I do find the GEO’s “competitiveness” argument somewhat persuasive in their “press release“http://www.umgeo.org/2008/03/22/geo-members-authorize-two-day-work-stoppage/ . Grad students are “working” for the University by doing their research, even if the U’s profit from it is less well-defined and longer range than the profit from grinding through undergrads. The U is competing against other institutions to attract good grad students, and the level of funding doesn’t hurt. (OTOH, as long as I’m bashing disingenuous arguments, I’ll note that GEO compares GSI stipends here to those at Harvard, Princeton, and Northwestern, all campuses in areas with significantly higher costs of living. But then there’s Rutgers…)


       —Murph    Mar. 26 '08 - 12:04AM    #
  6. How’s the med coverage pathetic Murph? Does it beat nothing? Does it beat paying $220 a paycheck (funny that number sounds familiar to me. Oh it’s what I pay)?

    The tuition is an imaginary number? Hmm then let’s say it’s one million dollars (insert Dr. Evil voice here). You’re absolutely nuts to say “the tuition waiver is worth something like $0”. Key words buddy – “other funding” ie loans and working outside the fairy tale land which is the U.

    9% raise? Man I’d love me some of that, especially after taking a pay cut in my high tech job working for a company that made a profit.

    Murph I generally love every little thing you type here and abroad but you gotta step back and look at this from the outside buddy. There’s a few hundred thousand people in this state working for less and some how getting by, or what’s worse, not getting by. I got NO sympathy whatsofreakingever for the GSIs. Do your time, punch your card, STFU kids and get back to the salt mines you ungrateful wretches.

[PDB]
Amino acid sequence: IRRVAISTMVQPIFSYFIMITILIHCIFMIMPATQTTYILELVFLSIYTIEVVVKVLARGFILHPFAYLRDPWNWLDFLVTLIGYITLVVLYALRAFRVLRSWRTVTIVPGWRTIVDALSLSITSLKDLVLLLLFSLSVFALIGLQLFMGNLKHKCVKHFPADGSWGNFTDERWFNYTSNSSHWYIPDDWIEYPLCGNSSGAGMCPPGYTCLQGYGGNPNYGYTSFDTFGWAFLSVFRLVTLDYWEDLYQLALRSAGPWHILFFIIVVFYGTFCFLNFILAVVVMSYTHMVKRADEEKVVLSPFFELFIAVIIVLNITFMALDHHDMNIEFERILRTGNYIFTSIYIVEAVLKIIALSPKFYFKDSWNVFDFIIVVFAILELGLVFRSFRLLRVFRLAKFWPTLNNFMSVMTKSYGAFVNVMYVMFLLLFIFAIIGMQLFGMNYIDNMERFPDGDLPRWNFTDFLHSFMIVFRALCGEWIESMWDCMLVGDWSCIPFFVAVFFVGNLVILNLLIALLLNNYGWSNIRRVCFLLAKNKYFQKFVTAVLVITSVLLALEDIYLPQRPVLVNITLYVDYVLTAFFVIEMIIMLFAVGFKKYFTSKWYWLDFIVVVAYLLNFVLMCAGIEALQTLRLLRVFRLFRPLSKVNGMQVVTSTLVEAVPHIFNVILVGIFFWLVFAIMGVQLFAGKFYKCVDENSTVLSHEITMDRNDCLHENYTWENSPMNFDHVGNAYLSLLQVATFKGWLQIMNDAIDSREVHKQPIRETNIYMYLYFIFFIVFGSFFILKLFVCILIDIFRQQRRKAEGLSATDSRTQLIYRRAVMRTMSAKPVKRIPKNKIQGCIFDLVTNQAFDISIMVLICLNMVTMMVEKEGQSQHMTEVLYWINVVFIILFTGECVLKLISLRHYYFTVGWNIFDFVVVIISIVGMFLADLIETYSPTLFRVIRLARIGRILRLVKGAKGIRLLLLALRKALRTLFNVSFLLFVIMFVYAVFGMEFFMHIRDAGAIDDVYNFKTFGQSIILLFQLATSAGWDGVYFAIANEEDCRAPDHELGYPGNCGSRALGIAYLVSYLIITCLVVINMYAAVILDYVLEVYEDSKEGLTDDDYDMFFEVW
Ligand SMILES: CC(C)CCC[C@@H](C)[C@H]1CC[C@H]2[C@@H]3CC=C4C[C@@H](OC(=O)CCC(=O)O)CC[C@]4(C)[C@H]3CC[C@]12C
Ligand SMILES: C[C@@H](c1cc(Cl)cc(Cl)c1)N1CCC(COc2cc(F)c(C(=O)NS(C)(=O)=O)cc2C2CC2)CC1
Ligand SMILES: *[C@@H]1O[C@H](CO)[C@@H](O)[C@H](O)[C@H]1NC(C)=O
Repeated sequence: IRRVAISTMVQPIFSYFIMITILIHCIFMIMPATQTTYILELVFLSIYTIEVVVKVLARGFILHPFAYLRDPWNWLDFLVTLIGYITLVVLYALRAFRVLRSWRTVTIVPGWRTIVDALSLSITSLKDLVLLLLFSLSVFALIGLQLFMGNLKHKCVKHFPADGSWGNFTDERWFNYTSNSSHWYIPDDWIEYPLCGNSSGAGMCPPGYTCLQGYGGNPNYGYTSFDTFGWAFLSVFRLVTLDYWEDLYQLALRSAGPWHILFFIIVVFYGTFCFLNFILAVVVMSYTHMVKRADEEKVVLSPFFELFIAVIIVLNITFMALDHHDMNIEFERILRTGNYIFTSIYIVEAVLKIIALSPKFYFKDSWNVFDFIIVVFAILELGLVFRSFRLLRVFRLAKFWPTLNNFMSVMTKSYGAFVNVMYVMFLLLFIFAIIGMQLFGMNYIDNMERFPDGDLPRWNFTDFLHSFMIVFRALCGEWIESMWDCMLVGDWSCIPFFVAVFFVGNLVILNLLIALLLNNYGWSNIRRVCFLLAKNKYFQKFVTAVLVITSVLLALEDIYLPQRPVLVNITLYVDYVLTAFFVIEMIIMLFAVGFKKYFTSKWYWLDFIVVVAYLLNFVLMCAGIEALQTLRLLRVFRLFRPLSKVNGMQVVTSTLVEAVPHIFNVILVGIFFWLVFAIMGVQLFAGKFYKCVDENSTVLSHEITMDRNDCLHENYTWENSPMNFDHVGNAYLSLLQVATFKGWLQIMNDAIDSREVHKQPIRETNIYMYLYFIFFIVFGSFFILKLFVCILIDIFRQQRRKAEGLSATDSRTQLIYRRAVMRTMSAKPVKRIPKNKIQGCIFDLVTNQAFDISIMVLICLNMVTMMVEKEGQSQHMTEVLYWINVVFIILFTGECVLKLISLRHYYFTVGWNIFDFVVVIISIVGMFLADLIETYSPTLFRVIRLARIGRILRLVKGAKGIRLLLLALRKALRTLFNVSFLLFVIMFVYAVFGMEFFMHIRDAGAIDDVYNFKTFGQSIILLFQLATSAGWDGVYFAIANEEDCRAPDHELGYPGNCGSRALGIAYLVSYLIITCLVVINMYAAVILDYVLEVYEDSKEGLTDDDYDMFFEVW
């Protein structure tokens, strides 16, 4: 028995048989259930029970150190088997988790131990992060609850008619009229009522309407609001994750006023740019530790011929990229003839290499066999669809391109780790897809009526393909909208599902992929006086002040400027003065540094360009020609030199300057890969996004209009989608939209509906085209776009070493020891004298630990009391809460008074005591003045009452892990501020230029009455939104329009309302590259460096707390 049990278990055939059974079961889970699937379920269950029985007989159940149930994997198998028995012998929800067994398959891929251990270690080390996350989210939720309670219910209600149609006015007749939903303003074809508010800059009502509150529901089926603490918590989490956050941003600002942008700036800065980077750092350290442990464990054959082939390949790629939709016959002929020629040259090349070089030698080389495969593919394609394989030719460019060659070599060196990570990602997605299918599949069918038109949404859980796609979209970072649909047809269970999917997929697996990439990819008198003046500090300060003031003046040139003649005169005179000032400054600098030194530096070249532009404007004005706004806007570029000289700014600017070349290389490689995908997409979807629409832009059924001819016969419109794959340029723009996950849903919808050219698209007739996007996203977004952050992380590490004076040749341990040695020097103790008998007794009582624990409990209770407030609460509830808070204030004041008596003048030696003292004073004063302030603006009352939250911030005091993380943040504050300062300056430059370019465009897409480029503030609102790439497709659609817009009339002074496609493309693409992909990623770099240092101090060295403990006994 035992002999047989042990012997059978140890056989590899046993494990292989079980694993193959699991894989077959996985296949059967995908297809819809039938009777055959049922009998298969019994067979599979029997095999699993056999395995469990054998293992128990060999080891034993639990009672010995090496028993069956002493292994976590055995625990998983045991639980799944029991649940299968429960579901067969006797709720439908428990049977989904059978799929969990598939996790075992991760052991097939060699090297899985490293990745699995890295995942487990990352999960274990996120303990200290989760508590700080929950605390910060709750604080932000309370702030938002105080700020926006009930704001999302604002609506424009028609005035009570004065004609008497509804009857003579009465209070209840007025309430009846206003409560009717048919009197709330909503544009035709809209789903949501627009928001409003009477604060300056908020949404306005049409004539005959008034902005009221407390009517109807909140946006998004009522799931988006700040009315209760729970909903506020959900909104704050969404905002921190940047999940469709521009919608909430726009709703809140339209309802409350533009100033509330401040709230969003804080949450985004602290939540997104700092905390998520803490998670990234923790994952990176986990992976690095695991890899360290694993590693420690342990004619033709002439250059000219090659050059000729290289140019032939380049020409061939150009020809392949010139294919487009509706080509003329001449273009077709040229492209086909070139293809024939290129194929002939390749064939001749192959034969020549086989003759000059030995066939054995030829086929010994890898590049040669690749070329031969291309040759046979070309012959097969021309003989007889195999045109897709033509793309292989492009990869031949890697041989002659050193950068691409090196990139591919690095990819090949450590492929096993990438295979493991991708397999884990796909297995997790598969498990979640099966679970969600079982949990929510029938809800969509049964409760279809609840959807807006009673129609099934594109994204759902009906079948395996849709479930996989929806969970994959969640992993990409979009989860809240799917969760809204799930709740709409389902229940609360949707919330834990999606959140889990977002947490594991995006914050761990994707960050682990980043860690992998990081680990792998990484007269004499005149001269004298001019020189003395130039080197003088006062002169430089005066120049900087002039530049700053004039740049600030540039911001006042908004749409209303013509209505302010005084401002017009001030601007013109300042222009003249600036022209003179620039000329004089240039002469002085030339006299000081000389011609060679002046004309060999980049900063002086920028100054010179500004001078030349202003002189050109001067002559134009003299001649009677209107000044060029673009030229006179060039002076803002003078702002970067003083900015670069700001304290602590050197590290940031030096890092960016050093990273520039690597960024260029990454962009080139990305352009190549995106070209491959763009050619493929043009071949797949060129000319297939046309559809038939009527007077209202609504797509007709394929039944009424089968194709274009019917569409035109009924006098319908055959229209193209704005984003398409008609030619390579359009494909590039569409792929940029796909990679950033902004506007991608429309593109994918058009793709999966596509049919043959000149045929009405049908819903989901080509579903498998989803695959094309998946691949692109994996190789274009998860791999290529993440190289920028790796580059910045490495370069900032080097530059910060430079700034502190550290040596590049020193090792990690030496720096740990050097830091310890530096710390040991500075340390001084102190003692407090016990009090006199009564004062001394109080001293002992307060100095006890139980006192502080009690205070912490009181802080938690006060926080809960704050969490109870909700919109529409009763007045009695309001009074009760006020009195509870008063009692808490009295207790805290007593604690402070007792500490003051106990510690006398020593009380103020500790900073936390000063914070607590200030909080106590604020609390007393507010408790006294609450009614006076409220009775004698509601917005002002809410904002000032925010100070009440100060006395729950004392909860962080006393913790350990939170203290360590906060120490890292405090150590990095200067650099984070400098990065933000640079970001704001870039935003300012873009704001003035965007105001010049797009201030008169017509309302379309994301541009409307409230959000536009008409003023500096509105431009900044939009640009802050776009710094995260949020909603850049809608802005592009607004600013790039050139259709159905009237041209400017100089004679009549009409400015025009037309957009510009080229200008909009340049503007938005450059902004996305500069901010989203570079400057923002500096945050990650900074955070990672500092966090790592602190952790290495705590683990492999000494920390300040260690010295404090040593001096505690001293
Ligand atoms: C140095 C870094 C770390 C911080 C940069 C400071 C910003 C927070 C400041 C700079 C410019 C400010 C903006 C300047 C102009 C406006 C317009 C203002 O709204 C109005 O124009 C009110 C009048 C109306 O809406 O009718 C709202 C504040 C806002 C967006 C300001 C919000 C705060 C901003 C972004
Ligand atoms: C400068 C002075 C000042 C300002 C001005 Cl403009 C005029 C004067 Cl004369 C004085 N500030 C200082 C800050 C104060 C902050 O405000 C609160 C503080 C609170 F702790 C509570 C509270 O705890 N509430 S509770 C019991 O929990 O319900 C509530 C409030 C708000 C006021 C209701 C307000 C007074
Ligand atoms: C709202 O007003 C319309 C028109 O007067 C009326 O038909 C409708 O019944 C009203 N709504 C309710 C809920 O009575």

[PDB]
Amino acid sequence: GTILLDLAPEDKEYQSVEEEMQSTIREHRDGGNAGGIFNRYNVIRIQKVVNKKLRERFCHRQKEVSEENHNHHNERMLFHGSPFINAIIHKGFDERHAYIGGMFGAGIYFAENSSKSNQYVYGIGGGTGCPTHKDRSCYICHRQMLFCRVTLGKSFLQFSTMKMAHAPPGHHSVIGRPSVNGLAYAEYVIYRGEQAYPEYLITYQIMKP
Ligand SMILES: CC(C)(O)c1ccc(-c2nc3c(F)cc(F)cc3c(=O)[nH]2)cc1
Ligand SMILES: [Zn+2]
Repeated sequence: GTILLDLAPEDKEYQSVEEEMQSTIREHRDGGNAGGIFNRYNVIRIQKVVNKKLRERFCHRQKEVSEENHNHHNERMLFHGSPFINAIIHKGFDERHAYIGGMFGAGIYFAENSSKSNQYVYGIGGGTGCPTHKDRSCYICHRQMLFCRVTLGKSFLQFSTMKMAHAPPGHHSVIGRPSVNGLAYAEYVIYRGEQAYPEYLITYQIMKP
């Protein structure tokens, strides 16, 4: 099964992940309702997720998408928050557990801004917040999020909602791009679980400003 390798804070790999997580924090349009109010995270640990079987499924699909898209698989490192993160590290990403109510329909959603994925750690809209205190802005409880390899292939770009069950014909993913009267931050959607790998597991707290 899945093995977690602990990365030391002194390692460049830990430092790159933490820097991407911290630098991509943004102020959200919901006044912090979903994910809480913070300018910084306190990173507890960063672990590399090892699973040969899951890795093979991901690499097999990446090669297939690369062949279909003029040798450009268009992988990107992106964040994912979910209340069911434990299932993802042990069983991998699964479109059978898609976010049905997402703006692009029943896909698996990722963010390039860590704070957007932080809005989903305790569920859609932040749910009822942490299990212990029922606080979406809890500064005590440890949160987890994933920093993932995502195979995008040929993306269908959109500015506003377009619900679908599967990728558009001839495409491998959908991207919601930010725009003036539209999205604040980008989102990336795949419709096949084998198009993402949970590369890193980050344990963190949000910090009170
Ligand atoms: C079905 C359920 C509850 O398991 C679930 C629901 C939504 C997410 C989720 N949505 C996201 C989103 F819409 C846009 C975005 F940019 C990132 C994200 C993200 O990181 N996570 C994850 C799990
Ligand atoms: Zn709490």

—Thomas Cook    Mar. 26 '08 - 12:34AM    #
  7. “The median half-time GSI salary for eight months in 2007-08 is $15,199. That equals at least $21.92 per hour and is the equivalent of a full-time annual salary of $45,597.”

    I think this computation of the ‘full-time’ equivalent is, to coin a phrase, an academic exercise.

    As a practical matter, to qualify for the half-time appointment, I thought a GSI needed to be enrolled full-time in a degree program making adequate progress towards a degree. Such enrollment would be at odds with employment in any other capacity with similar compensation.

    It’s not realistic, for example, for a GSI with a half-time appointment also to serve on the Ann Arbor City Council, which I’ve heard some CM’s characterize as requiring around 20 hours a week (at least), and is compensated at around $15K a year.